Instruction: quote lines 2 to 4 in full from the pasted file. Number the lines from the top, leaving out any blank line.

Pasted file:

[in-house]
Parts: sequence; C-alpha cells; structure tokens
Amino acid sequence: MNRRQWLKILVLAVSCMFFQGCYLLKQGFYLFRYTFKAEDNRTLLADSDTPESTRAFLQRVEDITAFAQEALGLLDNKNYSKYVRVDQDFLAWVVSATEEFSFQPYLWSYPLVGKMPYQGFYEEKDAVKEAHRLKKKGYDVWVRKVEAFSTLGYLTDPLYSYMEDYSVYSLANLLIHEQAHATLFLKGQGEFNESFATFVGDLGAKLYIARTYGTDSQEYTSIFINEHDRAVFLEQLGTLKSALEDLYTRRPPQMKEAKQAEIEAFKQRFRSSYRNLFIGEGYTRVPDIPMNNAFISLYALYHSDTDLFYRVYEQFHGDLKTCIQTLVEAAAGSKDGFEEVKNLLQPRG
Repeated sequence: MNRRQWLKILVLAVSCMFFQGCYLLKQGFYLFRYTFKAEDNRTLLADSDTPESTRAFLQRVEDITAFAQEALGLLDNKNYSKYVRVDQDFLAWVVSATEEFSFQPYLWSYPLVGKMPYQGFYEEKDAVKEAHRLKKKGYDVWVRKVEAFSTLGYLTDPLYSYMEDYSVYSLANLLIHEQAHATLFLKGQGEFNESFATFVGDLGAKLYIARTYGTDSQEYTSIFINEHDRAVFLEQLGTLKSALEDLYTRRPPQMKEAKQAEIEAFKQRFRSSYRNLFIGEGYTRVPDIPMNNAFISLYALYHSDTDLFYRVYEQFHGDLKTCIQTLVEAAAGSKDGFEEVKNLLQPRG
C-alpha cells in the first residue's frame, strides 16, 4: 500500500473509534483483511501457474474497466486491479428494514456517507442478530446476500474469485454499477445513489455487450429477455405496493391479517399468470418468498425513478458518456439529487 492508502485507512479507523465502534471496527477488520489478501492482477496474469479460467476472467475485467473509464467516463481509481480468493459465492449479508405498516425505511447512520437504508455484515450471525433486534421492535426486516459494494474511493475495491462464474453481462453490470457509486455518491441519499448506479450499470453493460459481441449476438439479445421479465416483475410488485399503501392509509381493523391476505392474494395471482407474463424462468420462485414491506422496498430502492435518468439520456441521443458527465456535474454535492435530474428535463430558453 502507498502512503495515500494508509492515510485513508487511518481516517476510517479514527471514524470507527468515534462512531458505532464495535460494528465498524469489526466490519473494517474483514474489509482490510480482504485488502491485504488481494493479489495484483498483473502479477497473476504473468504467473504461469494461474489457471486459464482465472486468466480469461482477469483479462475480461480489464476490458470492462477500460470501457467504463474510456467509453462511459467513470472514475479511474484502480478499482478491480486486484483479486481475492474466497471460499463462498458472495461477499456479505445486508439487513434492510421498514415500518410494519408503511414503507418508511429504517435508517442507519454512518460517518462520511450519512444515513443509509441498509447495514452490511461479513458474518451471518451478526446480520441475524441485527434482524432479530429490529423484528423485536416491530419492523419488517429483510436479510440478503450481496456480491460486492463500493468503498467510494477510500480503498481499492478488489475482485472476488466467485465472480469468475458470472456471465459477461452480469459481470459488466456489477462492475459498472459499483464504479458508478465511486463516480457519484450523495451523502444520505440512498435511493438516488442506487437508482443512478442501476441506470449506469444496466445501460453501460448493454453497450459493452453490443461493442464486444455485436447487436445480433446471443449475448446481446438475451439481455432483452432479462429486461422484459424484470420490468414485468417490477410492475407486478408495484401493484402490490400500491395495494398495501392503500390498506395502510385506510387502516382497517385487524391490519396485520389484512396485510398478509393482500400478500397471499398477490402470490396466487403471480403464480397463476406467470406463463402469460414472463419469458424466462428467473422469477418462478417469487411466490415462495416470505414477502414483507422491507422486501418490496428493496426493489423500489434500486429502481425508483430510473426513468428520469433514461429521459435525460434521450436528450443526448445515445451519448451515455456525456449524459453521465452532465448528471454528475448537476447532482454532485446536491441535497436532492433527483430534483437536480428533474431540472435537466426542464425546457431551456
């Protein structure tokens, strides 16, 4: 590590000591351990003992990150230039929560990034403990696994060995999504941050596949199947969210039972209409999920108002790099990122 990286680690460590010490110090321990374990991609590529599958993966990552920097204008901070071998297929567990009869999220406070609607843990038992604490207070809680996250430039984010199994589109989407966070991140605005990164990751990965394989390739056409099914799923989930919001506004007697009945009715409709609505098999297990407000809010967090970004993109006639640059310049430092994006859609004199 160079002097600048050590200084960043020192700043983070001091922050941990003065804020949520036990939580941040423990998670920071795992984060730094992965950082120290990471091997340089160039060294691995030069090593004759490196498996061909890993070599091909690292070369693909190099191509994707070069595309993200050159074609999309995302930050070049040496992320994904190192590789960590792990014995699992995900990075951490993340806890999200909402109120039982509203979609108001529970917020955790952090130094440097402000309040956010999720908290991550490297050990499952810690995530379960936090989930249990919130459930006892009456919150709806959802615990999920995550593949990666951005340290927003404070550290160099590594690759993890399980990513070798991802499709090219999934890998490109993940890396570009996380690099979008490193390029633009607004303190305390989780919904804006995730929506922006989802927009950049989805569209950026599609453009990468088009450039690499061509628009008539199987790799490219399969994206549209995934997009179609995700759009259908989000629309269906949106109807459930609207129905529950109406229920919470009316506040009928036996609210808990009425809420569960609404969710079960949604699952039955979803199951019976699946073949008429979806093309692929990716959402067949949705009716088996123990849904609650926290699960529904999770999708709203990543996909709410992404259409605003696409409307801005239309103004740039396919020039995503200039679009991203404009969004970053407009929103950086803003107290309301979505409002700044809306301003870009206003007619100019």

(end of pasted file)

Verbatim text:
Parts: sequence; C-alpha cells; structure tokens
Amino acid sequence: MNRRQWLKILVLAVSCMFFQGCYLLKQGFYLFRYTFKAEDNRTLLADSDTPESTRAFLQRVEDITAFAQEALGLLDNKNYSKYVRVDQDFLAWVVSATEEFSFQPYLWSYPLVGKMPYQGFYEEKDAVKEAHRLKKKGYDVWVRKVEAFSTLGYLTDPLYSYMEDYSVYSLANLLIHEQAHATLFLKGQGEFNESFATFVGDLGAKLYIARTYGTDSQEYTSIFINEHDRAVFLEQLGTLKSALEDLYTRRPPQMKEAKQAEIEAFKQRFRSSYRNLFIGEGYTRVPDIPMNNAFISLYALYHSDTDLFYRVYEQFHGDLKTCIQTLVEAAAGSKDGFEEVKNLLQPRG
Repeated sequence: MNRRQWLKILVLAVSCMFFQGCYLLKQGFYLFRYTFKAEDNRTLLADSDTPESTRAFLQRVEDITAFAQEALGLLDNKNYSKYVRVDQDFLAWVVSATEEFSFQPYLWSYPLVGKMPYQGFYEEKDAVKEAHRLKKKGYDVWVRKVEAFSTLGYLTDPLYSYMEDYSVYSLANLLIHEQAHATLFLKGQGEFNESFATFVGDLGAKLYIARTYGTDSQEYTSIFINEHDRAVFLEQLGTLKSALEDLYTRRPPQMKEAKQAEIEAFKQRFRSSYRNLFIGEGYTRVPDIPMNNAFISLYALYHSDTDLFYRVYEQFHGDLKTCIQTLVEAAAGSKDGFEEVKNLLQPRG